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Scout's Eye: Evaluating Two Familiar Faces, As Well As An Intriguing Rookie

FRISCO, Texas – It feels like the Packers might as well be in the NFC East, considering how often the Cowboys have had to play them in recent years.

By this point, this is a team that you should be well familiar with. The Packers employ one of the most dynamic quarterbacks in the league, as well as a host of other talents that help him take Green Bay to the playoffs year in and year out.

Here's my preview of the three players I've got my eye on heading into this Week 5 matchup:


Weapon: LB Clay Matthews

The definition of a relentless player -- there is no quit or give up to Clay Matthews' game. His motor is outstanding. It is rare that he gives up on a play – he is always working to get to the ball, even when he appears blocked. 

Matthews' football intelligence is off the charts. He is rarely fooled on a play, and when he is, he has the athletic ability to make up for his mistake. He is a reactionary player in every sense of the word. He plays with lateral quickness and change of direction that few defensive players in this league can match. 

Where Matthews has had his problems during his career is when he has to deal with a blocker that can hook him up with power. Tyron Smith did a nice job with him in two different games last season. 

Because of his versatility, coaches like to move him around to keep opponents from getting a read on him. He is at his best is when he can stay on the move. That's when he can show his range and make those tackles down the line or from behind. If you leave him unblocked, he will make every single tackle. You need to account for him at all times.

Matthews is better when he can rush the passer than drop in coverage. He has a keen awareness of what is going on around him. You have to be aware for him, especially when he lines up in the center of the defense. He is usually going to run some type of game or twist stunt to free himself for a rush.


Nemesis: QB Aaron Rodgers

You don't need me to tell you this, but Rodgers is one of the most competitive quarterbacks in the league. Bottom line: he will do whatever it takes to win. 

This guy is mentally tough, with outstanding football intelligence. It's rare for him to make a mistake that would cost his team a shot at victory. You saw him make some uncharacteristic mistakes last year against the Cowboys during the regular season game at Lambeau Field -- but none in the playoffs. 

Top arm talent and strength. Will deliver the ball at all levels and arm angles in order to complete a pass. Quick, overhand throwing motion. He knows that his offensive line struggles, so the ball comes out quickly. Despite that quickness, the ball comes out of his hand nicely. He has an impressive touch for check downs, screens and fades.

Needless to say, his accuracy is off the charts. His ball placement is right where it needs to be, and he does an outstanding job of throwing receivers open. Much like Dak Prescott, some of his best passes are those that are thrown on the move. He has a knack for keeping his eyes down the field and making a clutch throw. The strike he threw to Jared Cook to essentially win the playoff game was a great example of that.

This is as poised and confident a quarterback as you're going to find. Rodgers has outstanding awareness and anticipation. That makes him a hard guy to fool – typically, there has to be a mistake made by someone to bring him down. He is able to process information quickly and make the right decision.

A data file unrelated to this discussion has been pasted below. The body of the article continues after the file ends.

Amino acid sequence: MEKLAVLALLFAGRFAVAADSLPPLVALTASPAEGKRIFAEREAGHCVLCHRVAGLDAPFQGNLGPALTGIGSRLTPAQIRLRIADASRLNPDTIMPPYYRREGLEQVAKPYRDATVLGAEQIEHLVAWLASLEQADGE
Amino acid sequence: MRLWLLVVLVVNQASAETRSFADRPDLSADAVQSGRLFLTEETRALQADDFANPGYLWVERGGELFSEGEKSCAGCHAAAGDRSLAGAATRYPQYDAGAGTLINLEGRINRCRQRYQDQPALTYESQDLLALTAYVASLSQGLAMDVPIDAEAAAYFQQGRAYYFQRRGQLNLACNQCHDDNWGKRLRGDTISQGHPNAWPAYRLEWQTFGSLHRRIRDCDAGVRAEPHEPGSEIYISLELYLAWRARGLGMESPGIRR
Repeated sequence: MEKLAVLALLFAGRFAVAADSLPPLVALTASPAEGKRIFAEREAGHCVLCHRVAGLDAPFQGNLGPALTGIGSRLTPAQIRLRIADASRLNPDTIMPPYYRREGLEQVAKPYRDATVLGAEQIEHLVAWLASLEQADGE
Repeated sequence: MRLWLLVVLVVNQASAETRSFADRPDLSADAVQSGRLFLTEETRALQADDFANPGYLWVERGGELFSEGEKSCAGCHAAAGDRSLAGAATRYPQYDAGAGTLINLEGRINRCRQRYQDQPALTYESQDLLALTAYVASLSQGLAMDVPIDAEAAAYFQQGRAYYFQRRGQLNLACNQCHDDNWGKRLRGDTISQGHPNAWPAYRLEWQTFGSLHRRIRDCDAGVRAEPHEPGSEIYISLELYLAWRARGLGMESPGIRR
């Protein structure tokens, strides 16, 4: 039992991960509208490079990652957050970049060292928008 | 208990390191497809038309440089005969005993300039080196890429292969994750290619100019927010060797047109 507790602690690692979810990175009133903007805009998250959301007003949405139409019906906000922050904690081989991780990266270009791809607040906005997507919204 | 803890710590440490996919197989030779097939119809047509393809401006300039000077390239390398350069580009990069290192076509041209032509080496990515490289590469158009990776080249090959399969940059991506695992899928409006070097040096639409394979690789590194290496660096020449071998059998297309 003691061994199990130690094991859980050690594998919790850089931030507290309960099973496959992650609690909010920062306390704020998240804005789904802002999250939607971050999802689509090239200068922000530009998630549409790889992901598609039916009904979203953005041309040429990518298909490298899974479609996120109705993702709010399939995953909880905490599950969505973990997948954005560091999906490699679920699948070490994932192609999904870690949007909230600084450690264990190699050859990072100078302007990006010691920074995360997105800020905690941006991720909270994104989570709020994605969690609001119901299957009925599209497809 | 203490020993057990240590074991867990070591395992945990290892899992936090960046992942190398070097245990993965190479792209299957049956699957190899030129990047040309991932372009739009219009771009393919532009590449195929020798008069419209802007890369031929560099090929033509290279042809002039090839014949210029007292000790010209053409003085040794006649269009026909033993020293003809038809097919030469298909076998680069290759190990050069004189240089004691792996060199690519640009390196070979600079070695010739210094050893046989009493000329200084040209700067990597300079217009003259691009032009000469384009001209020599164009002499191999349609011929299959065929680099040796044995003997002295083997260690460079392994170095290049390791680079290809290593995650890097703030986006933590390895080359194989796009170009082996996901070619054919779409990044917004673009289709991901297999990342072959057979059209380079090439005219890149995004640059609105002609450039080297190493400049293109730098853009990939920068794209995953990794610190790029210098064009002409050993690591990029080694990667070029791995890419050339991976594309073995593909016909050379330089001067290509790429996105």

He has the toughness and courage to hang in the pocket to deliver the ball. When there is trouble in the pocket, he has the mobility to move, slide and escape. This means he is able to improvise when he has to. All of that also means he is the perfect shotgun quarterback due to the way he plays. Just by watching him work, you can tell that he knows where he wants to go with the ball before the snap -- which makes him tough to defend.


Under the Radar: CB Kevin King

I was a big fan of King's coming out of the University of Washington in the 2017 NFL Draft. He was selected behind Taco Charlton, and I initially thought the Cowboys might have taken him.

He is tall and long, and he is physically tough when playing man coverage. His height means he's a long strider that doesn't have great foot quickness. But he makes up ground with his stride. It does take him a little time to get going, though.

Unlike a lot of NFL corners, King doesn't have much acceleration or burst. Receivers tend to run him hard up the field, then break on him – because it takes him time to react. All of that said, his length makes him a hard guy to get away from. 

He is best when he can extend his hands in man coverage. Due to his height, he matches up well against size. He doesn't get knocked around. For his size, was not a great tackler in college, but he has shown more willingness in the NFL. He wraps up better now than in college, and he will throw his shoulder in there for the tackle.

One of my favorite things about King is that he will track the ball down the field. His length helps him stay off receivers in route to knock the ball away. These attributes give him the ability to create turnovers. He intercepted balls in college. 

Overall, King has taken to this NFL game well. You will see him mix it up with receivers and not shy away. I like him in this Packers secondary at corner more than Damarious Randall, Davon House and Quinten Rollins. He just looks and moves like an NFL player. 

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